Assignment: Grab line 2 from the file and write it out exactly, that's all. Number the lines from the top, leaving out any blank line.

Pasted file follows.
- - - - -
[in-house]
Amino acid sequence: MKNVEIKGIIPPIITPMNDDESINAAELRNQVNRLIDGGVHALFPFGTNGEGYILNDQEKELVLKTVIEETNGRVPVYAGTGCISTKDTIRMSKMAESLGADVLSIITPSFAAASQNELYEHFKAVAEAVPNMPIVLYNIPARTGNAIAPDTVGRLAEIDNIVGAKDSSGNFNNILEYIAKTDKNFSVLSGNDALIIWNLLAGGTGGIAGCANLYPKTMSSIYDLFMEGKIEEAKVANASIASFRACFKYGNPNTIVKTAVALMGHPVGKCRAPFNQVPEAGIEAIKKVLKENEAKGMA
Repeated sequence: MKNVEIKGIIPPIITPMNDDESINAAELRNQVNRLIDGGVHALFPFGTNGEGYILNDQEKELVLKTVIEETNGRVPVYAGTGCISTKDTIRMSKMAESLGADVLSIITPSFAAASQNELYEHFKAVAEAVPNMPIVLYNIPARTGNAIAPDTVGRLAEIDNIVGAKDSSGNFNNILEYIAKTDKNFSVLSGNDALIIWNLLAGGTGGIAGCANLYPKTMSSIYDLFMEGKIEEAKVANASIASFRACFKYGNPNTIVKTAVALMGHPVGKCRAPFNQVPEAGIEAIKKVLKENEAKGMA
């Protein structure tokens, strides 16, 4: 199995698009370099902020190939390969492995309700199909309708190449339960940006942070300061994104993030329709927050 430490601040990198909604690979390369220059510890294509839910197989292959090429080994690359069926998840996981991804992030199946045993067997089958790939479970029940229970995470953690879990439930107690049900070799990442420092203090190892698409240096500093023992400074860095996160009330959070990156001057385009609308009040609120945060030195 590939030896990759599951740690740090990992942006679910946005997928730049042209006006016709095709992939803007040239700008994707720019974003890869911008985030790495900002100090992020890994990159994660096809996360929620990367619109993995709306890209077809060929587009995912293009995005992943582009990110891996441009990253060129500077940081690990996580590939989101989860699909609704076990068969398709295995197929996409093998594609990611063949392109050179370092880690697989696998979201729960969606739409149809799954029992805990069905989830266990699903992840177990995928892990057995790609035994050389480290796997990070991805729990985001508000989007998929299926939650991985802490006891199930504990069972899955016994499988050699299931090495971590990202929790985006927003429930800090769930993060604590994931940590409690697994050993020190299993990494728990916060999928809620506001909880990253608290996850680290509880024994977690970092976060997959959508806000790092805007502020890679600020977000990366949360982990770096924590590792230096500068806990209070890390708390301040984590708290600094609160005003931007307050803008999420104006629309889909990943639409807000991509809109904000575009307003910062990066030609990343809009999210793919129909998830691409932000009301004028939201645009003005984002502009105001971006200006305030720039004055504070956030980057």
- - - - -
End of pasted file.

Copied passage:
Amino acid sequence: MKNVEIKGIIPPIITPMNDDESINAAELRNQVNRLIDGGVHALFPFGTNGEGYILNDQEKELVLKTVIEETNGRVPVYAGTGCISTKDTIRMSKMAESLGADVLSIITPSFAAASQNELYEHFKAVAEAVPNMPIVLYNIPARTGNAIAPDTVGRLAEIDNIVGAKDSSGNFNNILEYIAKTDKNFSVLSGNDALIIWNLLAGGTGGIAGCANLYPKTMSSIYDLFMEGKIEEAKVANASIASFRACFKYGNPNTIVKTAVALMGHPVGKCRAPFNQVPEAGIEAIKKVLKENEAKGMA